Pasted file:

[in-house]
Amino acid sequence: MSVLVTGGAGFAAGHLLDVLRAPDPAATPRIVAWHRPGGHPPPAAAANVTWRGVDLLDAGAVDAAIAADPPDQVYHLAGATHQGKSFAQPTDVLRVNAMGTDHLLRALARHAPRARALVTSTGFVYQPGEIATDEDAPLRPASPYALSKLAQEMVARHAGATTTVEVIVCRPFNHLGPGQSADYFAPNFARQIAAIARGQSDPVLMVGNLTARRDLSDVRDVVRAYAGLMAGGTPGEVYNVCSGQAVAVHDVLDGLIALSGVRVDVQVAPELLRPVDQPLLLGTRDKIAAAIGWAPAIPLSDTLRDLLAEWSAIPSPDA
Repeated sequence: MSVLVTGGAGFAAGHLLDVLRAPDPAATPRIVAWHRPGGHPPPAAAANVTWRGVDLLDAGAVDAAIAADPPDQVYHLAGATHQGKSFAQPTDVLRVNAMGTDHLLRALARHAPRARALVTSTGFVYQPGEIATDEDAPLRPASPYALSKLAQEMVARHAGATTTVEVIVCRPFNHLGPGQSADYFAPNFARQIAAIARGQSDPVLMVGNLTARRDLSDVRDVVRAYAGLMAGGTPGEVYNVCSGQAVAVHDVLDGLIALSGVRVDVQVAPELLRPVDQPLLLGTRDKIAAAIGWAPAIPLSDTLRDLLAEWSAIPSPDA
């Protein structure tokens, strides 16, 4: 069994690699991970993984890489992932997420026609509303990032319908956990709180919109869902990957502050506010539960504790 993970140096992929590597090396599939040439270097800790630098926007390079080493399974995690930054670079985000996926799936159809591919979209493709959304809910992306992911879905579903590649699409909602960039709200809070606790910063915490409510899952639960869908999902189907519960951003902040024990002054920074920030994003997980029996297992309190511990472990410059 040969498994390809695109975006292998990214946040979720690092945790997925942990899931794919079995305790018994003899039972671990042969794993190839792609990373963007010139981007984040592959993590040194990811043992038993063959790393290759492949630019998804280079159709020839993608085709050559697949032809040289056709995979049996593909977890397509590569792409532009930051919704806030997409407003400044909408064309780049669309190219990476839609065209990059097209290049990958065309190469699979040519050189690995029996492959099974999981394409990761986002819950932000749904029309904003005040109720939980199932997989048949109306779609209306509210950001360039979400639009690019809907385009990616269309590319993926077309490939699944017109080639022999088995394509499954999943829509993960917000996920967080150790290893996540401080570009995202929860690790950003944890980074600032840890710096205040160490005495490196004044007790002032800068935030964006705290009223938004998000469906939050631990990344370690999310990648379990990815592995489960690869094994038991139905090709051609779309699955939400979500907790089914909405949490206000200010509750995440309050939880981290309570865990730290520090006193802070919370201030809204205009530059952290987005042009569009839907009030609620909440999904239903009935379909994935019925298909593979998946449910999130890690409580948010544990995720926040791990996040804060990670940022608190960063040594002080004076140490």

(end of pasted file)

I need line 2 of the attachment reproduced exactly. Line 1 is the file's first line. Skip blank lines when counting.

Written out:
Amino acid sequence: MSVLVTGGAGFAAGHLLDVLRAPDPAATPRIVAWHRPGGHPPPAAAANVTWRGVDLLDAGAVDAAIAADPPDQVYHLAGATHQGKSFAQPTDVLRVNAMGTDHLLRALARHAPRARALVTSTGFVYQPGEIATDEDAPLRPASPYALSKLAQEMVARHAGATTTVEVIVCRPFNHLGPGQSADYFAPNFARQIAAIARGQSDPVLMVGNLTARRDLSDVRDVVRAYAGLMAGGTPGEVYNVCSGQAVAVHDVLDGLIALSGVRVDVQVAPELLRPVDQPLLLGTRDKIAAAIGWAPAIPLSDTLRDLLAEWSAIPSPDA